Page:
Seminar on History and Philosophy of Science
Abstract: We introduce language-based games, based on the thesis that an agent's utility depends on features that are describable in some language. By choosing the right language, we can capture psychological games [Geanakpolos, Pearce, and Stachetti] and reference-dependent preference [Koszegi and Rabin]. Of special interest are languages that can express only coarse beliefs (e.g., the probability of an event is "high" or "low", rather than "the probability is .628"). By assuming that an agent's preferences depend only what is true in a coarse language, we show that we can deal in an intuitively satisfactory way with a number of well-known paradoxes in the literature, including the Allais paradox. Despite the expressive power of the approach, we show that it can describe games in a simple, natural way. Nash equilibrium and rationalizability are generalized to this setting; Nash equilibrium is shown not to exist in general, while the existence of rationalizable strategies is proved under mild conditions (that depend on features of the language).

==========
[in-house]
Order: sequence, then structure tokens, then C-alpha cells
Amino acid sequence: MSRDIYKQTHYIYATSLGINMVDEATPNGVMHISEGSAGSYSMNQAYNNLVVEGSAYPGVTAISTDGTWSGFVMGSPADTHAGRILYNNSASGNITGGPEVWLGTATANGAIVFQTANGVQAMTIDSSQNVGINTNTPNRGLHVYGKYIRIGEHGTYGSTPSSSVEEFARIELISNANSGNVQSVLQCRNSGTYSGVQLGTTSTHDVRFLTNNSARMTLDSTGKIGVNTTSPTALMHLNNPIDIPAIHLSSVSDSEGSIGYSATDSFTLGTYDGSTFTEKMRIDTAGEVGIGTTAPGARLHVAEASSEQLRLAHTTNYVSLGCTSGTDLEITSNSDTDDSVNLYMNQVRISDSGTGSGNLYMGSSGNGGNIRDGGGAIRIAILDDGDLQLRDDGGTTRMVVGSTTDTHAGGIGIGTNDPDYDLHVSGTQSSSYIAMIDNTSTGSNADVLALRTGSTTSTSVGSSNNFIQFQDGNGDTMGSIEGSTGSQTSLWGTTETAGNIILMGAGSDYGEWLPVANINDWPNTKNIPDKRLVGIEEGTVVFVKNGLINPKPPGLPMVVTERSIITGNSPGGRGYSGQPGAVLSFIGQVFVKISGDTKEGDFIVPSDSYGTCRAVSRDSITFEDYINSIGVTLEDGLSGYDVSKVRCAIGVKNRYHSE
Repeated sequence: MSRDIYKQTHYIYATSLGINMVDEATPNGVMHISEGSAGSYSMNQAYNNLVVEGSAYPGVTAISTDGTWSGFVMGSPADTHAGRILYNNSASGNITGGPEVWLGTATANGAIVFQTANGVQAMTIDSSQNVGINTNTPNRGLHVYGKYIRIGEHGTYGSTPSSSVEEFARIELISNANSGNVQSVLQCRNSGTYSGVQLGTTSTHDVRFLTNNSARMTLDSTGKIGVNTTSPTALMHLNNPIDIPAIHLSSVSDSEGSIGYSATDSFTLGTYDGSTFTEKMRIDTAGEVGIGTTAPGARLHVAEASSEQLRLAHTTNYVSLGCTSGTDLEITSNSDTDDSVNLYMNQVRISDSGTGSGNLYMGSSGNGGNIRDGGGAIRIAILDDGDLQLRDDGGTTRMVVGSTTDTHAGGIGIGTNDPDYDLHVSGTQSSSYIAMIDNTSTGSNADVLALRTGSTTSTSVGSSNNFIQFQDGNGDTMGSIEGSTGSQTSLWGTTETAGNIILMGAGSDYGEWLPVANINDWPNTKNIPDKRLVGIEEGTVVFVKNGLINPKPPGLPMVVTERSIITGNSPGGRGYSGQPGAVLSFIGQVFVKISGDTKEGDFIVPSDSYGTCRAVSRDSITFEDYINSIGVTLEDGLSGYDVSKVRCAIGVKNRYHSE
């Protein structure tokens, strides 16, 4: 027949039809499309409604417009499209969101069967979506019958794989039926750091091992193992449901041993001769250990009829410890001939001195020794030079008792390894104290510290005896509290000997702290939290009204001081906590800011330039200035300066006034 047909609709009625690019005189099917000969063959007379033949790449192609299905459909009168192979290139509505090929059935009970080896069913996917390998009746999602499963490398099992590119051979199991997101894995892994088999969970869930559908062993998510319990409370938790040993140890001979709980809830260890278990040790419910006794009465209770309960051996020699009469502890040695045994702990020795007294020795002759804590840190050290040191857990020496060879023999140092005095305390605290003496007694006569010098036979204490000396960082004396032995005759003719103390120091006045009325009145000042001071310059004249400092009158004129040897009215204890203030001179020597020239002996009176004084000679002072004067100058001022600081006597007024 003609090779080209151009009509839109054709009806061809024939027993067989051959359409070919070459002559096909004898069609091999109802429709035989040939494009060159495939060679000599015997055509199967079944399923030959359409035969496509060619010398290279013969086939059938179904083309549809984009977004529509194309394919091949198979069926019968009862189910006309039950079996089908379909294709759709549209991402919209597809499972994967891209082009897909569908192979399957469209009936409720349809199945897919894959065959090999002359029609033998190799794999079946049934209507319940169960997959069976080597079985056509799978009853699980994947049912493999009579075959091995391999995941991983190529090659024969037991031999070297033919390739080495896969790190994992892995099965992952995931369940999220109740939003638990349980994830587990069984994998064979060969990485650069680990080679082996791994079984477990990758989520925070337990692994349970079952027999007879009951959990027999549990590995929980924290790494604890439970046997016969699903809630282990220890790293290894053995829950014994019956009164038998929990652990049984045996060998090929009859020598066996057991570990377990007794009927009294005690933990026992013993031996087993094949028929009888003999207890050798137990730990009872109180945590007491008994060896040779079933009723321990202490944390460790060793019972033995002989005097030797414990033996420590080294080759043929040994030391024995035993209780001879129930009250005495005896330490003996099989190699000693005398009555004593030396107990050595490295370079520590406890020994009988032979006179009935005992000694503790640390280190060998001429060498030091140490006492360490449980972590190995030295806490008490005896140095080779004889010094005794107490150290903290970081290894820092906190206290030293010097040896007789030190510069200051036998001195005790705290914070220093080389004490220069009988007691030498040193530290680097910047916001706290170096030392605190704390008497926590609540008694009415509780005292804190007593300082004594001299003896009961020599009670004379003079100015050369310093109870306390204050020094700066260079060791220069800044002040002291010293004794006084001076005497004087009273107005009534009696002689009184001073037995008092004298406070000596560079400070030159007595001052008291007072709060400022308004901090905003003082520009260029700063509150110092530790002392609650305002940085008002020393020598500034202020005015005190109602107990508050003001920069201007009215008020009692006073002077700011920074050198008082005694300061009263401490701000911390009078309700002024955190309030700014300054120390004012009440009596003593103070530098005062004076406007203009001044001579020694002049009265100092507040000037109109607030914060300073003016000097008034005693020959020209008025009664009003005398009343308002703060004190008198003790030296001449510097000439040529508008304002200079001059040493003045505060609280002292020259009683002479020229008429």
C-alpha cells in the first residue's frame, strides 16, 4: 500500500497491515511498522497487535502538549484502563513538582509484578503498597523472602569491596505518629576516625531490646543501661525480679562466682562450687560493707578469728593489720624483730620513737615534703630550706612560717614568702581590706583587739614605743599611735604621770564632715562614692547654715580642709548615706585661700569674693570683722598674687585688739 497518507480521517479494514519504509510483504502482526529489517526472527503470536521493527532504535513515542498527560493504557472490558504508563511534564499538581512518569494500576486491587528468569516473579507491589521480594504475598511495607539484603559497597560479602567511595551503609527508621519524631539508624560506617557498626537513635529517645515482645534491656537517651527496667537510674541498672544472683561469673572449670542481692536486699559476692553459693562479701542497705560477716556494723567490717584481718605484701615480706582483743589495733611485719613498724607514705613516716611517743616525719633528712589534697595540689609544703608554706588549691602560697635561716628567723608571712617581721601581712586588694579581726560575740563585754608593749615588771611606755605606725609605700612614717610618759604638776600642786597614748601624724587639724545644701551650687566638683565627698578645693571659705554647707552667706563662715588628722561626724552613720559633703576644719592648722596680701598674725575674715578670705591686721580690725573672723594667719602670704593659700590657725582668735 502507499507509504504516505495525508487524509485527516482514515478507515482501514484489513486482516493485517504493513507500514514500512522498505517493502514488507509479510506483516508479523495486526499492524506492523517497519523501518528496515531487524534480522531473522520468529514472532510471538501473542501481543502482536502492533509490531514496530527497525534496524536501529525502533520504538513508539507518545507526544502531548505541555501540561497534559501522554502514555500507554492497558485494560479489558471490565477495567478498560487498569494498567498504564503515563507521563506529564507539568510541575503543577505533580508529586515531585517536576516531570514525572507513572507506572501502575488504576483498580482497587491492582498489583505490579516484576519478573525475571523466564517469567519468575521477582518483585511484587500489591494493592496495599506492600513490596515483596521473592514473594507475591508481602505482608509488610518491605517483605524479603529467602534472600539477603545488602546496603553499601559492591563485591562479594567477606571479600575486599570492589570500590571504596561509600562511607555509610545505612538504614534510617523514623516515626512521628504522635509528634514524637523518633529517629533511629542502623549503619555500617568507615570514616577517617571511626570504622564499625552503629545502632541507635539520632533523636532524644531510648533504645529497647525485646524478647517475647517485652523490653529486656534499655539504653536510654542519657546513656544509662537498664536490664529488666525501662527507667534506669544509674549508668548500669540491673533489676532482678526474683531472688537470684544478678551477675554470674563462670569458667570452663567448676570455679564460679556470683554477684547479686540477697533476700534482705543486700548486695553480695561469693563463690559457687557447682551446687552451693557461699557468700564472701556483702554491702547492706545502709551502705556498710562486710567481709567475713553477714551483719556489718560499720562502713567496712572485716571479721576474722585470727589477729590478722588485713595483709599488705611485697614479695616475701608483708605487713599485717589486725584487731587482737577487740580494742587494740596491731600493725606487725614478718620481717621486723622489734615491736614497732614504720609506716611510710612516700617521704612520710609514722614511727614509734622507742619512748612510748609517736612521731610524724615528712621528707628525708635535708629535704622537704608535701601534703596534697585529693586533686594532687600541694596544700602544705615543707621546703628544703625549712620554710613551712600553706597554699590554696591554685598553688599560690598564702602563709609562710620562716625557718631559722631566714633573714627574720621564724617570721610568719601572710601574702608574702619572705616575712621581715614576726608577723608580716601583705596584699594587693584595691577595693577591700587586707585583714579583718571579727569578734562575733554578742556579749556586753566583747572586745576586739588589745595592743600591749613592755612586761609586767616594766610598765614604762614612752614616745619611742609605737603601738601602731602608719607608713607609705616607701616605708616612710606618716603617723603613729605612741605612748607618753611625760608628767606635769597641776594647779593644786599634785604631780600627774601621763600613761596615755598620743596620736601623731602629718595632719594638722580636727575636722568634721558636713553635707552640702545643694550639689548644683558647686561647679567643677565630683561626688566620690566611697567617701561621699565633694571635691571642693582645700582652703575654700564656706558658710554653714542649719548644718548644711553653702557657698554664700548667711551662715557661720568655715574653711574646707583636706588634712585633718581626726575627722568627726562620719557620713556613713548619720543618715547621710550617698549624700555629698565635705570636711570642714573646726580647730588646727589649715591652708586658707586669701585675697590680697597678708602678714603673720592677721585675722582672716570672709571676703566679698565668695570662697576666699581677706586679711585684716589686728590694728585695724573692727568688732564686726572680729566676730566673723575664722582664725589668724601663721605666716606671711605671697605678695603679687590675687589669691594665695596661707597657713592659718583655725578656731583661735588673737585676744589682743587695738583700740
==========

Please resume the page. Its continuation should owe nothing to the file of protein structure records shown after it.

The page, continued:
This represents joint work with Adam Bjorndahl and Rafael Pass.